eDreams: take off and crash of PE

By Carla Costa and Camilla Cameroni

Introduction

Founded in February 1999 by Javier Pérez-Tenessa de Block and James Hare, two young marketing professionals, the online travel agency eDreams took up rapidly. The idea was not original, but they were positioning their venture differently from the others, offering unusual, aspirational and hard-to-find holidays. In 2000 eDreams recorded €8 million worth of booking and by 2004 it was handling almost 10 times this amount (fig.1). With entrenched positions in Spain, Italy and Portugal, the fast-growing firm attracted the attention of PE companies given its cash generation, organic growth and sector consolidation potential. The OTA (Open Travel Agencies) space, indeed, was ripe for the kind of pan-European buy-and-build strategy that PE professionals are so keen on. The control quickly passed from the previous VC investors to the American growth investment firm TA Associates, which paid € 153 million. After few years of brilliant performance, Permira decided to enter the business and made its 75% buyout approach in 2010. The €300 million deal was partly funded by €117 million loans from UBS.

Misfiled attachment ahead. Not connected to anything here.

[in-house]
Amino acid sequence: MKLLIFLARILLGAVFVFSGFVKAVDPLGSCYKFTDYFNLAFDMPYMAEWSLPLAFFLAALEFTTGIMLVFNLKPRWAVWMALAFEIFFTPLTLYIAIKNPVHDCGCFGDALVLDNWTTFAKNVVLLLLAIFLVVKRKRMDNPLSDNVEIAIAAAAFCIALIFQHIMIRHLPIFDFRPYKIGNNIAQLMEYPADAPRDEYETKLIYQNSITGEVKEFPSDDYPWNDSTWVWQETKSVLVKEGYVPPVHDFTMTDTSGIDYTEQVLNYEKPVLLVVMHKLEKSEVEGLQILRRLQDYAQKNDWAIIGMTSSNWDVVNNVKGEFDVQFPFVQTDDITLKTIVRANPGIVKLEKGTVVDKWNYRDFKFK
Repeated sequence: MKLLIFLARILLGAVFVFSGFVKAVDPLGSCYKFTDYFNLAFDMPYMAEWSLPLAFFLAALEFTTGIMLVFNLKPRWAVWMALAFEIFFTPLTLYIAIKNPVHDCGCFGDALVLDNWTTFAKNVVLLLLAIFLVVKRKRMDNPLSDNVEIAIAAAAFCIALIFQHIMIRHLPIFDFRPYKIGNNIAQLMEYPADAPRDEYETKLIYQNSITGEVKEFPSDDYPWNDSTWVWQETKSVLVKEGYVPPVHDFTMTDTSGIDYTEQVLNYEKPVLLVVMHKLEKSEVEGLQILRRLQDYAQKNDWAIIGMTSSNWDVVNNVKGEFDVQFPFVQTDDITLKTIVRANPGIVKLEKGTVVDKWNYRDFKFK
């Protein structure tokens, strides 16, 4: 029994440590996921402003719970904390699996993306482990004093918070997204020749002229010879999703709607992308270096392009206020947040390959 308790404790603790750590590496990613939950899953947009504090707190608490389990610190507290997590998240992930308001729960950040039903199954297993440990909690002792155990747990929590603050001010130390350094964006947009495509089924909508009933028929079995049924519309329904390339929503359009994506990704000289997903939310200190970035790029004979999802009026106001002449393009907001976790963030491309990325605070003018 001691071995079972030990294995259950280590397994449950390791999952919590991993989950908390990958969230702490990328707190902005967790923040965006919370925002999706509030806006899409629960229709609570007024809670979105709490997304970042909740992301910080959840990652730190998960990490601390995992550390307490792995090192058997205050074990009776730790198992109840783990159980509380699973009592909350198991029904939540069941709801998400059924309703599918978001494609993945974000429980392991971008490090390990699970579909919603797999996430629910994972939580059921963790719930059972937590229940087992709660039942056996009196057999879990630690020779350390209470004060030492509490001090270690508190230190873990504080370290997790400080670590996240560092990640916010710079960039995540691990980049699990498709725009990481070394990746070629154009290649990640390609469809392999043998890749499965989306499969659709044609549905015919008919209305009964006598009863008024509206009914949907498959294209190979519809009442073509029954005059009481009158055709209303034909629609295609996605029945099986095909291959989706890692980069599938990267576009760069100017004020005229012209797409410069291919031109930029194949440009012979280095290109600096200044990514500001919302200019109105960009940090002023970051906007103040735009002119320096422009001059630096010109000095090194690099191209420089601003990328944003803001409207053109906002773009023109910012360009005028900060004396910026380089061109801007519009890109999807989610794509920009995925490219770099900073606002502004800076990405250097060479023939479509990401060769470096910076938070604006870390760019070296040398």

The following year, in 2011, Permira partnered with Axa Private Equity to acquire British rival Opodo too. The €450 million buyout grouped together eDreams, Opodo and GO Voyages (already owned by Axa PE).  They created a new company, ODIGEO, which became the largest European OTA in the flight segment. The Opodo acquisition was financed borrowing €340 million via a newly created entity, called Geo Travel Finance.

Shadow of a crisis

However, the great success of online travel agencies was concerning some market participants. In August 2008, for instance, low-cost airline Ryanair launched legal action against eDreams, arguing that the online booking platform was illegally adding costs to consumers. Moreover, the decline in tourism created by the crisis had a strong impact on the group’s revenues, since 80% of the groups booking were from consumers, and in 2009 eDreams reported a meagre 7% growth in bookings. This result was also due to the intense competition that forces the company to drop its prices by 17%. In January 2013, in order to mitigate the impact of the crisis, ODIGEO issued a new €325 million 7.5% five-year bond through its subsidiary Geo Travel Finance. In October, the group acquired for €13.5 million the French travel search engine Liligo, the first acquisition after the three-way merger orchestrated in early 2011.